In 1855 Piedmont joined the war, largely to be present at the peace conference and thus able to argue for her interest in Italian unification. Prussia remained neutral. Austria, although not belligerent had a definitely anti-Russian policy and came to the brink of war twice. Seeking some advantage in the conflict, Prussia and Austria signed a defensive alliance. Then they joined France and England in a diplomatic demarche demanding the withdrawal of Russia from Moldavia and Wallachia. Russia was soon forced to withdraw from those principalities and Austria then proceeded to occupy Moldavia and Wallachia. This forced Russia to keep an army on the Pruth, however.

Meanwhile, the Vienna Conference, in session throughout the war, formulated a peace proposal:


European guarantee for a Russian protectorate over Moldavia and Wallachia and Serbia;
freedom of navigation on the Danube River;
revision of the Straits Convention of 1841;
five-power (England, France, Prussia, Austria, and Russia) protection of Christians in Turkey instead of only by Russia

Russia did not give in to this program until Austria sent an ultimatum and threatened war. Frederick William IV urged Alexander II (since February 1855) to accept.

Lord Palmerston, the new Prime Minister of England (since February 1855) wanted a partial dismemberment of Russia. Napoleon III and Francis Joseph of Austria were not willing to go that far. Nicholas II had been expecting an uprising of Christian subjects of the Porte, or even been willing to promote it, but he was dissuaded from doing so by his minister Nesselrode. The latter argued that it was contrary to the Russian policy of maintaining the Porte.

While the equipment oft he Allies was clearly superior to that of the Russian, they could not win the war--or at least there was no quick victory. When the Danubian campaign of Gorchakov turned into a disaster, Palmerston suggested the Crimean expedition--an attempt to hit Russia in the soft underbelly, as Churchill might have said. But strong Russian resistance at the Savastopol naval base came as a shock to the Allies. What followed was a surprise to the general public but not those in the know. A storm of indignation broke out in France and England over the failures of the military high command. The famous "charge of the Light Brigade" was only the most blatant example of allied military blundering. Russia did better with the Turks and won the battle of Kars, their only victory.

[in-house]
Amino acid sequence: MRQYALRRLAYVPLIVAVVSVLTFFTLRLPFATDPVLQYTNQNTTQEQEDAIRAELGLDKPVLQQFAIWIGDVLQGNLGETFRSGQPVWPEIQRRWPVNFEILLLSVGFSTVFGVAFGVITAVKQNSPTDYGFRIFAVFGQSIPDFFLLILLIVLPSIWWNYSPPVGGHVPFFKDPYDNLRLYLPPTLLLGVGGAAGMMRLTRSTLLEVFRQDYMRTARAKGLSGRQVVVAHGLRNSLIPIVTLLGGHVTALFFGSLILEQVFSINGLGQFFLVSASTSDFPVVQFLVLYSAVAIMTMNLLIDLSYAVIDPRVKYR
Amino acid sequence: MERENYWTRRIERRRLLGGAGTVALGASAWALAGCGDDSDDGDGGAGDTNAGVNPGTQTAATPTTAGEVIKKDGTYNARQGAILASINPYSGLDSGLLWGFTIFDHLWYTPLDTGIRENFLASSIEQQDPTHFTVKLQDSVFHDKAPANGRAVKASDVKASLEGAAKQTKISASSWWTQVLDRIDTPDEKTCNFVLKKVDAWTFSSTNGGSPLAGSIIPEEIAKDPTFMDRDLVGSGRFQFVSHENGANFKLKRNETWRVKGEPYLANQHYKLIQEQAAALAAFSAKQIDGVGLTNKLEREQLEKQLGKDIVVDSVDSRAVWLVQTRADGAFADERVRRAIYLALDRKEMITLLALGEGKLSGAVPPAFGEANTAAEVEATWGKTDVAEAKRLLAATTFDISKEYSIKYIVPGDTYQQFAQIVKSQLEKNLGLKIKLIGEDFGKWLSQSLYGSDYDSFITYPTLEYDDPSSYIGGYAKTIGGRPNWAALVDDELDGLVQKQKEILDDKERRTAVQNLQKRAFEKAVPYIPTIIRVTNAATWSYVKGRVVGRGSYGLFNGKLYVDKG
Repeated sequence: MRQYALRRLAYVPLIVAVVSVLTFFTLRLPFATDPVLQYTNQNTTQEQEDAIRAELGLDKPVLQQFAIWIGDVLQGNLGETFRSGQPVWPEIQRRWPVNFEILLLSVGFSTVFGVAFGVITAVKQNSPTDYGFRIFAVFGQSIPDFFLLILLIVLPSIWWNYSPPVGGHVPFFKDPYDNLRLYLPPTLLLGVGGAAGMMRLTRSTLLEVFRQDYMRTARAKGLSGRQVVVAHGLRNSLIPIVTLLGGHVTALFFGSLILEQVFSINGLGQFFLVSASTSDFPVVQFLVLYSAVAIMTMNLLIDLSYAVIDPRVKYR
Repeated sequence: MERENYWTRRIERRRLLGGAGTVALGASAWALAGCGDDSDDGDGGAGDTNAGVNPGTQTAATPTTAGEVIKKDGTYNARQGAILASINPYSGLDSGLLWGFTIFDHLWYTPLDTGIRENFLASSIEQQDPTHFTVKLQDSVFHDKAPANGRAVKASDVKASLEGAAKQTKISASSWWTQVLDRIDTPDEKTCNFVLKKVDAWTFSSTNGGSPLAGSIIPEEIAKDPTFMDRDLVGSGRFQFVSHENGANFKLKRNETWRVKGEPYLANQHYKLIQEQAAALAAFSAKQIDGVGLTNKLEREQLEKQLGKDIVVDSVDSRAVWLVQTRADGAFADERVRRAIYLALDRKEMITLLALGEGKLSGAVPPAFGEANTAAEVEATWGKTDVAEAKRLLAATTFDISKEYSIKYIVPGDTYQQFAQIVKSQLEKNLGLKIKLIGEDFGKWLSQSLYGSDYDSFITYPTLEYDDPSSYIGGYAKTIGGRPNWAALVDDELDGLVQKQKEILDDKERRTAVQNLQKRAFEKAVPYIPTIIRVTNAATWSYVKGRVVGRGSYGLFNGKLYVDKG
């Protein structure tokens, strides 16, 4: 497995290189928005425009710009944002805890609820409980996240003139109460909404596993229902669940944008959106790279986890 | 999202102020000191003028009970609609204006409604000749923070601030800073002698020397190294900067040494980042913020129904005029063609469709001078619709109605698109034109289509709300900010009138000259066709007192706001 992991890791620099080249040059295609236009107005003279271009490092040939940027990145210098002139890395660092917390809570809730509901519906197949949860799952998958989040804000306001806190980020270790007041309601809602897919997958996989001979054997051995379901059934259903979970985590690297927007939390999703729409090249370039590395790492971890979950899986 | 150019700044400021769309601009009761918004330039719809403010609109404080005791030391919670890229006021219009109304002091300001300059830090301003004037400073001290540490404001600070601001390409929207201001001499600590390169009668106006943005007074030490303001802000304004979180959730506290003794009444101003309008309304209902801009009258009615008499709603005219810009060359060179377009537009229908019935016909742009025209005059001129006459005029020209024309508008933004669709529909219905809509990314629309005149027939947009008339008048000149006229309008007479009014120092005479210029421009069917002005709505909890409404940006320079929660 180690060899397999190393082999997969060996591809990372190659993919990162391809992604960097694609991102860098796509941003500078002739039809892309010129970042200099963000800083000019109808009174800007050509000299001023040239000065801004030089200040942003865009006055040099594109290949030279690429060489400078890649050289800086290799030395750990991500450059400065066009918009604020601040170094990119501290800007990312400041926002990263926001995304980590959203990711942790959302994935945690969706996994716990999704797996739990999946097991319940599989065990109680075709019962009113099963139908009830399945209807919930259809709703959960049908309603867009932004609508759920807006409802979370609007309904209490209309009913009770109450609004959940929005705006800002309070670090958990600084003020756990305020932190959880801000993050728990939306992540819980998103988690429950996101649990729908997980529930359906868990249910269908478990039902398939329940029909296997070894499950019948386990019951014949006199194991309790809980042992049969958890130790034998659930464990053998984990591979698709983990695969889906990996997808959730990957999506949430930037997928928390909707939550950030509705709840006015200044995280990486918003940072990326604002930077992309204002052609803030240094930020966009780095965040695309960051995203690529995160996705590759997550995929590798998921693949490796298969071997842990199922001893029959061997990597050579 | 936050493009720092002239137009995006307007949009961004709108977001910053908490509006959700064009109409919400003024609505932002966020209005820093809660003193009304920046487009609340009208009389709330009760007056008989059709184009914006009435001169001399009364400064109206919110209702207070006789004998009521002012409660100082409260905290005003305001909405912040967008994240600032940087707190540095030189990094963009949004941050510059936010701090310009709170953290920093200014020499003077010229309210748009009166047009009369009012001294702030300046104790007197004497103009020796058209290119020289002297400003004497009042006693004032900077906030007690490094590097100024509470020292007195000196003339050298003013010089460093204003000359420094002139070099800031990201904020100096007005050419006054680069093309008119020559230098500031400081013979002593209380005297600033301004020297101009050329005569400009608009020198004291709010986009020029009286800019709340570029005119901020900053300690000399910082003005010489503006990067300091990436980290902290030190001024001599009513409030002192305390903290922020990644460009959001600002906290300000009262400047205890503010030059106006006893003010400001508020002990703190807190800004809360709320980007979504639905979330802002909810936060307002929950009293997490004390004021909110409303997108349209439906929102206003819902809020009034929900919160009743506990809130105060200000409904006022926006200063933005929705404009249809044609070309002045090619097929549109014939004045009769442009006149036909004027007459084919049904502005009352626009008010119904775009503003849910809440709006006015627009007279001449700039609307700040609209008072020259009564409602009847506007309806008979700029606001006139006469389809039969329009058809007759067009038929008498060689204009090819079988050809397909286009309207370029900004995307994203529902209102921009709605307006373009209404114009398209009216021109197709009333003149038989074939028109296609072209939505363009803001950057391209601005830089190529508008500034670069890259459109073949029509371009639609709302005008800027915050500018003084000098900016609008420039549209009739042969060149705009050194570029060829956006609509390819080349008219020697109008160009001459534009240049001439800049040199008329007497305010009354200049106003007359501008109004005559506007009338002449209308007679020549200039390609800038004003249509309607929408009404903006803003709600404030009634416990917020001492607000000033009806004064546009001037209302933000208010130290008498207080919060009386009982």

Total Russian losses in the war, including victims of disease, amount to 600,000. This was a loss the government could hardly sustain. Nicholas and his ultra-conservative policies were held to be responsible for the formation of the anti-Russian coalition which defeated them. The personal ambitions and irresponsible adventures of Nicholas, Napoleon, Palmerston, and Stratford also played a role in the disaster of the war. Unwise decisions at the very top were made consistently throughout the war. For Russia it meant that reforms were now unavoidable.


Treaty of Paris (1856)

The coup de grace was delivered by the Austrian ultimatum, not the fall of Savastopol. Napoleon offered to help Russia secure "peace with honor," but Palmerston vigorously opposed such a move. Napoleon and Walewski supported Russia as much as they could in the Congress of Paris without intimidating and hurting the Anglo-French alliance.